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You read that right – “disappointed”. Disappointed... after the comedian took part in ITV’s Who Wants To Be A Millionaire alongside Jeremy Clarkson and fellow comic Omid Djalili, to try to win a million pounds for Unicef, and separately broadcasted a poignant plea about saving children in Yemen. Sorry, what?
In the latter example, the three minute video sees Izzard introduce viewers to Raghad, a young girl, and her story of living in conflict. Izzard, who was born there, prefaces the segment with the words: “I was born in Yemen. And I just want to say, that the people who live there are real, human people like you and me, who – through no fault of their own – find themselves in the middle of this hellish situation. It’s got so bad now that Yemen is often described as ‘the worst place on earth to be a child’. Children are always the worst affected by war.”
But this hard-hitting address has been deliberately ignored, and the issue co-opted by some who’d rather rant about Izzard’s appearance. Why? Because the star was wearing lipstick.
Certain fans even accused Izzard of “jumping on a fashionable trans bandwagon” to in some way advance her career (as if a stellar 40-year stage and screen career needs advancing). “Why wasn’t he using ‘she’ pronouns all that time if this is what he actually thinks?” one person tweeted.
Yet as one defender pointed out, Izzard – who came out as gender-fluid in 1985 – has been saying “f*** gender” for decades. “Being outraged at her pronouns and appearance now just makes you look like a t***”, the person tweeted.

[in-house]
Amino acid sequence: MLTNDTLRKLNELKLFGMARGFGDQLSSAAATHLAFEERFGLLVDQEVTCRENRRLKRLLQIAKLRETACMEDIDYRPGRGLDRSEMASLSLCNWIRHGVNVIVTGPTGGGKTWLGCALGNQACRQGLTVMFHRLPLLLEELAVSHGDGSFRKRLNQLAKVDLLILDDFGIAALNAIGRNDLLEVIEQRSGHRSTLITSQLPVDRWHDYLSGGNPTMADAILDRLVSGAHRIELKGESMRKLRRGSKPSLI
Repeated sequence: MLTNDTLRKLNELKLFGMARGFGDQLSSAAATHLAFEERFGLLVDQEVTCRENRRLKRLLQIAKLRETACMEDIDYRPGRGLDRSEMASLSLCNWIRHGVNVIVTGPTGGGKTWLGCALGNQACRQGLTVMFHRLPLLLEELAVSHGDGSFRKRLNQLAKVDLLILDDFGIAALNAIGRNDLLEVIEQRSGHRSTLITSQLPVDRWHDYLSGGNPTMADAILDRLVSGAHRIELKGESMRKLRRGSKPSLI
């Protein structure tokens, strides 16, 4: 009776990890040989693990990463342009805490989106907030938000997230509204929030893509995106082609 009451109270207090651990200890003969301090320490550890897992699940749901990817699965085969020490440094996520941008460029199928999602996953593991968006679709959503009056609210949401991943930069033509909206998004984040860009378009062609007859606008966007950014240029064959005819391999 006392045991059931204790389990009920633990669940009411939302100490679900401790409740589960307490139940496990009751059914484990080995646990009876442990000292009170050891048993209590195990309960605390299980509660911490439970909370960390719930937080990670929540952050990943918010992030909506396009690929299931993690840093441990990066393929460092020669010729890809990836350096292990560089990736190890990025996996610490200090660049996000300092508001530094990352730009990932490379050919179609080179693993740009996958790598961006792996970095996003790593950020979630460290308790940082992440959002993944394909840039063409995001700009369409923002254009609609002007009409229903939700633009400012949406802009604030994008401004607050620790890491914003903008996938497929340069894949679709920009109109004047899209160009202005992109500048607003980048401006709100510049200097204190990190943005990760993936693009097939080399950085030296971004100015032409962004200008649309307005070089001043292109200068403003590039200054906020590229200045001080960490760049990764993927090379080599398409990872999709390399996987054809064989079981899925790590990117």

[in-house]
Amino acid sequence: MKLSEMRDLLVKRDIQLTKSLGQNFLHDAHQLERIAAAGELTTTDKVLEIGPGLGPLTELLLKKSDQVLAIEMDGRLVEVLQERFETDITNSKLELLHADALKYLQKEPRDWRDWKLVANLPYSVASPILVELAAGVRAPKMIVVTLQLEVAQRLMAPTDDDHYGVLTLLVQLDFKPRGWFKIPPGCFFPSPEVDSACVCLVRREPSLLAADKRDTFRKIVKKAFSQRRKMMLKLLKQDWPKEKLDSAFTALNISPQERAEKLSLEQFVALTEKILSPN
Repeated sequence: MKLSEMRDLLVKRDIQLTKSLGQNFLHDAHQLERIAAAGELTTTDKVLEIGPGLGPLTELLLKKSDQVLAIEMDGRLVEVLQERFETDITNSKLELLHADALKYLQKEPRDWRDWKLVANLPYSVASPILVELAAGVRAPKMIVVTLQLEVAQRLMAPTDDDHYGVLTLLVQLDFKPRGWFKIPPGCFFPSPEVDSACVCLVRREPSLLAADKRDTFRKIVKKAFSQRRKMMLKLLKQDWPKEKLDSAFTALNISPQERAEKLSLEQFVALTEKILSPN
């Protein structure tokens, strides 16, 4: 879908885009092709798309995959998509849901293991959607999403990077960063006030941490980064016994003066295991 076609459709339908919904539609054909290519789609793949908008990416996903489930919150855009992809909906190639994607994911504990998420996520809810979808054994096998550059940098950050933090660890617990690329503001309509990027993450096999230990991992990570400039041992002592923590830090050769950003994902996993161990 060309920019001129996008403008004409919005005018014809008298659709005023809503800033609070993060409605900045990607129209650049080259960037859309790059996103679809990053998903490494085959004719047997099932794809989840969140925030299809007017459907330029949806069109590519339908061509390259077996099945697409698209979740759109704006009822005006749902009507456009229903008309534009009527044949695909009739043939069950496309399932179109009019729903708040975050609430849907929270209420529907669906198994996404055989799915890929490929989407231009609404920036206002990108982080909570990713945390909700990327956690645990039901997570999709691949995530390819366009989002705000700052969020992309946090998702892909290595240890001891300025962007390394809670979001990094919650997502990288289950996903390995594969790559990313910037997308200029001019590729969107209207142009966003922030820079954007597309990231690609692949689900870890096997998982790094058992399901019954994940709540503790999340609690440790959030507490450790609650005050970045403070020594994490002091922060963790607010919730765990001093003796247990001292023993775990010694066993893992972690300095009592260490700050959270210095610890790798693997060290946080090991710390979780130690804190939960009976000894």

Another reminded social media users that Izzard has “never said that she is a woman over a man, just that she prefers she/her pronouns but absolutely doesn’t mind what she is called as long as it is respectful”.
Izzard has indeed spoken out in the past about people who (intentionally or otherwise) get her pronouns wrong, telling them to “have a cup of tea” and to “relax”. The star asked to be referred to as “she and her” back in December, explaining that she sees her gender-fluidity as a “superhero” quality, and the request went viral.
She also said: “I just want to be based in girl mode from now on – and added: “If it’s not affecting someone, then why do you need to lean in and stop other people just trying to create a little space for themselves to be positive? This is not an attacking thing, this is just existing.”
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When I saw the reaction on social media, and the fact that #EddieIzzard was trending, I’ll admit I groaned. I knew exactly what it would be like. A talented, scintillating comic like Eddie Izzard speaks out about a vital, global issue while doing nobody any harm at all – by simply wearing make-up, as she’s done for decades – and certain sections of social media explode with outrage. How achingly predictable.
In the original video message, Izzard ends with this: “I don’t know about you but I don’t want to live in a world where children feel scared and unsafe. That’s not a good world.” She is talking about war-torn countries like Yemen, Syria, even Ukraine, but the message applies more widely than that, too – to all kids who feel alone and frightened, who don’t feel accepted, who might be confused about their bodies, their gender, their identity.
“We can come together and try and make things a little bit better for them,” Izzard ends. Hear, hear. It’s a message we should all be listening to. Especially on Twitter.